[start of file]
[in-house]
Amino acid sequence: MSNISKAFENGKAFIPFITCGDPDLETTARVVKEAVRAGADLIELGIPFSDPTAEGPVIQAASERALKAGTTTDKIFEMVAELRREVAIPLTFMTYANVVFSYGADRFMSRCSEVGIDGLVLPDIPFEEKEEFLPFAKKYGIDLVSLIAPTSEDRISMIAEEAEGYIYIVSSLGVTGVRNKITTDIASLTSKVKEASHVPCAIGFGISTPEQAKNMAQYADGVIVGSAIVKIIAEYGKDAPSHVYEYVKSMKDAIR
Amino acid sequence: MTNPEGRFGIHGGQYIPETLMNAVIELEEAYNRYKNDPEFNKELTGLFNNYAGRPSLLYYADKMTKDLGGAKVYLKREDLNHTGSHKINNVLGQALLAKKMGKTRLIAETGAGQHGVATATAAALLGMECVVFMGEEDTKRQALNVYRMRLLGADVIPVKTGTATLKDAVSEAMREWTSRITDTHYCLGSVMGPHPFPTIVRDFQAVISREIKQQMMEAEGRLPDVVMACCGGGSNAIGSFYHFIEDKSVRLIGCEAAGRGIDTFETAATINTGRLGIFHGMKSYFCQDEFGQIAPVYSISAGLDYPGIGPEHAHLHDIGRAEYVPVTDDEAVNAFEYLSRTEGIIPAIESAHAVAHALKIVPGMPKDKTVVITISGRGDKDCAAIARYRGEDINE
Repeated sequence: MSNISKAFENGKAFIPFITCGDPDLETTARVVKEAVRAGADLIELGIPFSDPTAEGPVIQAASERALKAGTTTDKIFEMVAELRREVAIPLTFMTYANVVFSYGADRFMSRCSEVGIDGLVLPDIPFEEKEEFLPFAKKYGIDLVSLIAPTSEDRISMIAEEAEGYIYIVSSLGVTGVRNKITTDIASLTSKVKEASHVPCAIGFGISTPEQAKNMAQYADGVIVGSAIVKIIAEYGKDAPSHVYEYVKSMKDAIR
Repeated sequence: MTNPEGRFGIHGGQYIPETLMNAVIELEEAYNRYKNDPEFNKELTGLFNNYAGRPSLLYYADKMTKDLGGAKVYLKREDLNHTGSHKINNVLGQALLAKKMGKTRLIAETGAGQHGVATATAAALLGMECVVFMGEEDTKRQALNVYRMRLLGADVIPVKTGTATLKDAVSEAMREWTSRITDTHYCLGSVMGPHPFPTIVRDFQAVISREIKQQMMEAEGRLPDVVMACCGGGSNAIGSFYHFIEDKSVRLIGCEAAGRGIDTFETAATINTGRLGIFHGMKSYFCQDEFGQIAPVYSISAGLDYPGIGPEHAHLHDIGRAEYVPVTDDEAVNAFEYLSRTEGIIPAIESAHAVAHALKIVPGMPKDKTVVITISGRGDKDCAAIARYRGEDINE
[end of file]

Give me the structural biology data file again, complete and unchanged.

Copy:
[in-house]
Amino acid sequence: MSNISKAFENGKAFIPFITCGDPDLETTARVVKEAVRAGADLIELGIPFSDPTAEGPVIQAASERALKAGTTTDKIFEMVAELRREVAIPLTFMTYANVVFSYGADRFMSRCSEVGIDGLVLPDIPFEEKEEFLPFAKKYGIDLVSLIAPTSEDRISMIAEEAEGYIYIVSSLGVTGVRNKITTDIASLTSKVKEASHVPCAIGFGISTPEQAKNMAQYADGVIVGSAIVKIIAEYGKDAPSHVYEYVKSMKDAIR
Amino acid sequence: MTNPEGRFGIHGGQYIPETLMNAVIELEEAYNRYKNDPEFNKELTGLFNNYAGRPSLLYYADKMTKDLGGAKVYLKREDLNHTGSHKINNVLGQALLAKKMGKTRLIAETGAGQHGVATATAAALLGMECVVFMGEEDTKRQALNVYRMRLLGADVIPVKTGTATLKDAVSEAMREWTSRITDTHYCLGSVMGPHPFPTIVRDFQAVISREIKQQMMEAEGRLPDVVMACCGGGSNAIGSFYHFIEDKSVRLIGCEAAGRGIDTFETAATINTGRLGIFHGMKSYFCQDEFGQIAPVYSISAGLDYPGIGPEHAHLHDIGRAEYVPVTDDEAVNAFEYLSRTEGIIPAIESAHAVAHALKIVPGMPKDKTVVITISGRGDKDCAAIARYRGEDINE
Repeated sequence: MSNISKAFENGKAFIPFITCGDPDLETTARVVKEAVRAGADLIELGIPFSDPTAEGPVIQAASERALKAGTTTDKIFEMVAELRREVAIPLTFMTYANVVFSYGADRFMSRCSEVGIDGLVLPDIPFEEKEEFLPFAKKYGIDLVSLIAPTSEDRISMIAEEAEGYIYIVSSLGVTGVRNKITTDIASLTSKVKEASHVPCAIGFGISTPEQAKNMAQYADGVIVGSAIVKIIAEYGKDAPSHVYEYVKSMKDAIR
Repeated sequence: MTNPEGRFGIHGGQYIPETLMNAVIELEEAYNRYKNDPEFNKELTGLFNNYAGRPSLLYYADKMTKDLGGAKVYLKREDLNHTGSHKINNVLGQALLAKKMGKTRLIAETGAGQHGVATATAAALLGMECVVFMGEEDTKRQALNVYRMRLLGADVIPVKTGTATLKDAVSEAMREWTSRITDTHYCLGSVMGPHPFPTIVRDFQAVISREIKQQMMEAEGRLPDVVMACCGGGSNAIGSFYHFIEDKSVRLIGCEAAGRGIDTFETAATINTGRLGIFHGMKSYFCQDEFGQIAPVYSISAGLDYPGIGPEHAHLHDIGRAEYVPVTDDEAVNAFEYLSRTEGIIPAIESAHAVAHALKIVPGMPKDKTVVITISGRGDKDCAAIARYRGEDINE